Kathy blogs at stresscake and is responsible for the waffled aloo parantha, along with a lot of behind-the-scenes help and support for which I'm really grateful. When I asked for her favorite waffle recipe, this is what she sent along:

So there’s a story to these waffles. Of course there is. Several years ago, I went out to brunch with a friend at one of those places that have extensive menus of pages and pages of stuff. I generally hate this, as I do not have the sharpest decision making skills first thing in the morning.  Through my sleep addled gaze, I saw “Bacon Waffle” in a special little box and was intrigued. Over the next 15 minutes, I came back to that page, over and over, until my friend lost patience and told me to order the damn thing. So I did and it was heavenly – buttery crisp batter with bacon bits sprinkled throughout. It was one of the “where have you been all my life” moments. 

I went to work the next day and immediately told the chefs on duty, one of which happened to be Jared Van Camp. In fact, I could not shut up about the damn things. I told everyone who came to work that day and probably everyone within a 2 mile radius that whole week. I thought bacon waffles were the hands down greatest things ever and everyone had to know about it. It was like I was in a crazy bacon waffle cult and had to convert the plain waffle heathens. On my last day, Jared even made them special just for me.  It was a touching send off.

Then I tried to make them at home and realized it wasn’t that easy. Through trial and error though, I’ve figured it out. I started with my favorite buttermilk waffle recipe from Marion Cunningham and tweaked it until I liked the results. My big moment came when I added some of the rendered bacon fat to the batter.  Oh yes please. And a funny thing about the bacon. I’m all about artisanal fancy pants bacon but not in this case.  I actually prefer the cheapo bacon here. Sprinkle the bacon on top of the batter in the waffle iron - it stays crisp and you can control the amount you want in each waffle. When stirred into the batter, the distribution per square is never right, the bits soften and then you have pork waffles. Not nearly as good.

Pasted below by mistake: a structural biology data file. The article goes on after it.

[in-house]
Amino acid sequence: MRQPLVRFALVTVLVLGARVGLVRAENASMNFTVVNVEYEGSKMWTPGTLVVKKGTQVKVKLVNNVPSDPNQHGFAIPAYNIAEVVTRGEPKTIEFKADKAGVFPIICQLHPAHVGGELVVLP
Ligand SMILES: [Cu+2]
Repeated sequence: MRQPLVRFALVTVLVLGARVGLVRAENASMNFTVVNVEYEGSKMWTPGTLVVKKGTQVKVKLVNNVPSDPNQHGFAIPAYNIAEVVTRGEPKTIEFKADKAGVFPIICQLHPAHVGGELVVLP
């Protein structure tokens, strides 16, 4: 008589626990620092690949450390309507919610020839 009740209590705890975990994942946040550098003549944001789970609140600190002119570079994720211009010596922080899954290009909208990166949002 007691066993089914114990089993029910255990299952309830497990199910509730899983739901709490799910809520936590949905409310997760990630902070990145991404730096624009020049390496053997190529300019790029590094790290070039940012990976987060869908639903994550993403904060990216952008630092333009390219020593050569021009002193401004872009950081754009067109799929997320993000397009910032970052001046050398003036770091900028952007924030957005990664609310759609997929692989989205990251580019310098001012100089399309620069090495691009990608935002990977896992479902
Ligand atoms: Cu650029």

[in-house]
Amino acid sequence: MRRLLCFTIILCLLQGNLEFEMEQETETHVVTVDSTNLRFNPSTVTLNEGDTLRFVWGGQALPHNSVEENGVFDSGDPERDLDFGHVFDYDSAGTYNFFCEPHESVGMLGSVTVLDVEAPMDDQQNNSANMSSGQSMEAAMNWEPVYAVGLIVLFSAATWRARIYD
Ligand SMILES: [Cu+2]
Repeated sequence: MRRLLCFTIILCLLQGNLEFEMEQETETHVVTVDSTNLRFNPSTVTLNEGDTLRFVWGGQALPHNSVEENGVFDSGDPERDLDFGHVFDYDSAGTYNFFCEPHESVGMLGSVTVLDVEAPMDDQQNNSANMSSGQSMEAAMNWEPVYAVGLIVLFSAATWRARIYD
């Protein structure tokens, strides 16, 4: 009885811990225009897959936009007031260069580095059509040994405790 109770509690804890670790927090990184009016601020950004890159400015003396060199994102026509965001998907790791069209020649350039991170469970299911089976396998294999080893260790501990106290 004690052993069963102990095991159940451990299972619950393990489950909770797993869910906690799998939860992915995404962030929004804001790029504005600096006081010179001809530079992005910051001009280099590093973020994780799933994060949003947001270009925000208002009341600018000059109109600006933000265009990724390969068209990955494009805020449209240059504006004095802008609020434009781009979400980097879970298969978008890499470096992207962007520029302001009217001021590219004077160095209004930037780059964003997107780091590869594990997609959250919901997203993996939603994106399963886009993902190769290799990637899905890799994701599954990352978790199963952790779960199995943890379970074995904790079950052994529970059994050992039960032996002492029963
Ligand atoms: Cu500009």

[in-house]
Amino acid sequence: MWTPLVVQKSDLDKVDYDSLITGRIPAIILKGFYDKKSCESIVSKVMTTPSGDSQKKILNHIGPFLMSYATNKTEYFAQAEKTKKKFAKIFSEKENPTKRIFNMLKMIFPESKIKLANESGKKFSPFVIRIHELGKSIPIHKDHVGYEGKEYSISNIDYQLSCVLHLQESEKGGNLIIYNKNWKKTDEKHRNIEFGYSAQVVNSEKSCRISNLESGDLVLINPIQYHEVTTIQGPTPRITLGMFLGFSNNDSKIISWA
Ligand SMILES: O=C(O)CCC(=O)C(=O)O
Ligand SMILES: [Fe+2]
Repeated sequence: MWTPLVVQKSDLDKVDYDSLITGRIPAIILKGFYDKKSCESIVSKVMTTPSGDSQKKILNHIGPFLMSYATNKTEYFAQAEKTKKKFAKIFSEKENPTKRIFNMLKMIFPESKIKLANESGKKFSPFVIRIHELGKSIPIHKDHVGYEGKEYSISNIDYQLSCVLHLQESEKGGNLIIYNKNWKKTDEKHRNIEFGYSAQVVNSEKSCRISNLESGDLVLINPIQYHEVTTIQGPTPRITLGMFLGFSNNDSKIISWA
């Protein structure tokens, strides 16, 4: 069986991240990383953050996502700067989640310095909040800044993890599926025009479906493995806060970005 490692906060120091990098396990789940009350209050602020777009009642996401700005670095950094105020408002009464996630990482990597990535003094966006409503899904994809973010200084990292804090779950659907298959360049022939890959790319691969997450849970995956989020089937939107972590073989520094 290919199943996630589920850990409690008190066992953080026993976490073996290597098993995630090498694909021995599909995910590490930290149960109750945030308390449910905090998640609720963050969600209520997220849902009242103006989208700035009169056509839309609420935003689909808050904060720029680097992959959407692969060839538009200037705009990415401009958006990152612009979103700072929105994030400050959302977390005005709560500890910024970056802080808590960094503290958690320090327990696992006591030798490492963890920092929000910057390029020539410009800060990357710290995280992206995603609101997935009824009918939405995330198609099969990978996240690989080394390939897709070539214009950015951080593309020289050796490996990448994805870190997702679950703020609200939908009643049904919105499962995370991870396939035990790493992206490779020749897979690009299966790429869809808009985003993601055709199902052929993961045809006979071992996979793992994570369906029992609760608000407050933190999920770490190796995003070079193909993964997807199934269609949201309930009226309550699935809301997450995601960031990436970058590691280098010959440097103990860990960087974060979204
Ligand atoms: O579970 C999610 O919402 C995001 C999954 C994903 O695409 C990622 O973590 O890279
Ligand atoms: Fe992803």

Bacon waffles

Serves 3-4. In my waffle iron, which gives 4 thick square waffles per batch, I get about 2 ½ batches or 10 squares per recipe. It doubles very easily.


  • ½ pound thick cut bacon, finely diced
  • 2 cups unbleached all purpose flour
  • 1 tablespoon sugar
  • 2 teaspoons baking powder
  • 1 teaspoon baking soda
  • ½ teaspoon kosher salt
  • 1 teaspoon coarsely ground black pepper
  • 3 large eggs
  • 2 cups buttermilk
  • 6 tablespoons unsalted butter, melted
  • 2 tablespoons reserved bacon fat


1. Cut the bacon into rather small dice – about 1/8” or about the size of bacon bits.

2. In a heavy sauté pan over medium heat, cook the bacon until crispy.  Drain on paper towels.

3. Measure off 2 Tablespoons of the rendered bacon fat for the batter and set aside.

4. In a large bowl, combine all the dry ingredients.

5. In a medium bowl, combine the buttermilk and the eggs, whisking to break up the eggs.

6. Make a well in the center of the dry ingredients, add the buttermilk/egg mixture and stir to just combine.

7. Add the melted butter and the bacon fat and stir only until just smooth, careful not to over mix.

8. Heat your waffle iron.

9. Spray all the panels well with cooking spray then ladle the batter into the iron – I use about ¼ cup per waffle square.

10. Sprinkle each waffle square with a healthy pinch of bacon bits.

11. Close iron and cook until golden brown.

12. Serve immediately with butter and real maple syrup.  And maybe more bacon on the side — what else were you going to do with that extra half pound?